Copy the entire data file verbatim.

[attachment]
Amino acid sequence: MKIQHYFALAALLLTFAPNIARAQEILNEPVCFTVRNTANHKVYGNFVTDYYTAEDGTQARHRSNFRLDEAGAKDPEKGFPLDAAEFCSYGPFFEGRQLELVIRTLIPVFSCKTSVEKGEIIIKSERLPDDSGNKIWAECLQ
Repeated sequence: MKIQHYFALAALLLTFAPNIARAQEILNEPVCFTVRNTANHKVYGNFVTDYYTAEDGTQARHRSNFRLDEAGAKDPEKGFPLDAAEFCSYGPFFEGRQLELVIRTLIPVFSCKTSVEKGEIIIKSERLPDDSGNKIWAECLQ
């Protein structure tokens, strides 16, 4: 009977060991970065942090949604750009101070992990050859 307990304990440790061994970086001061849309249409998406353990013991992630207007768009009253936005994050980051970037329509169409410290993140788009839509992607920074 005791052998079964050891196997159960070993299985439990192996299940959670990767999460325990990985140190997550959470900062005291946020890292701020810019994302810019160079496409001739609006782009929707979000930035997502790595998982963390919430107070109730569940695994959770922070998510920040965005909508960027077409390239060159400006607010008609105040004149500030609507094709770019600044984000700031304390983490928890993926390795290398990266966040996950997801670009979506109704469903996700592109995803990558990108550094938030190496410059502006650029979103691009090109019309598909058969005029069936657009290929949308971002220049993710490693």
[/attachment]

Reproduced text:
Amino acid sequence: MKIQHYFALAALLLTFAPNIARAQEILNEPVCFTVRNTANHKVYGNFVTDYYTAEDGTQARHRSNFRLDEAGAKDPEKGFPLDAAEFCSYGPFFEGRQLELVIRTLIPVFSCKTSVEKGEIIIKSERLPDDSGNKIWAECLQ
Repeated sequence: MKIQHYFALAALLLTFAPNIARAQEILNEPVCFTVRNTANHKVYGNFVTDYYTAEDGTQARHRSNFRLDEAGAKDPEKGFPLDAAEFCSYGPFFEGRQLELVIRTLIPVFSCKTSVEKGEIIIKSERLPDDSGNKIWAECLQ
């Protein structure tokens, strides 16, 4: 009977060991970065942090949604750009101070992990050859 307990304990440790061994970086001061849309249409998406353990013991992630207007768009009253936005994050980051970037329509169409410290993140788009839509992607920074 005791052998079964050891196997159960070993299985439990192996299940959670990767999460325990990985140190997550959470900062005291946020890292701020810019994302810019160079496409001739609006782009929707979000930035997502790595998982963390919430107070109730569940695994959770922070998510920040965005909508960027077409390239060159400006607010008609105040004149500030609507094709770019600044984000700031304390983490928890993926390795290398990266966040996950997801670009979506109704469903996700592109995803990558990108550094938030190496410059502006650029979103691009090109019309598909058969005029069936657009290929949308971002220049993710490693």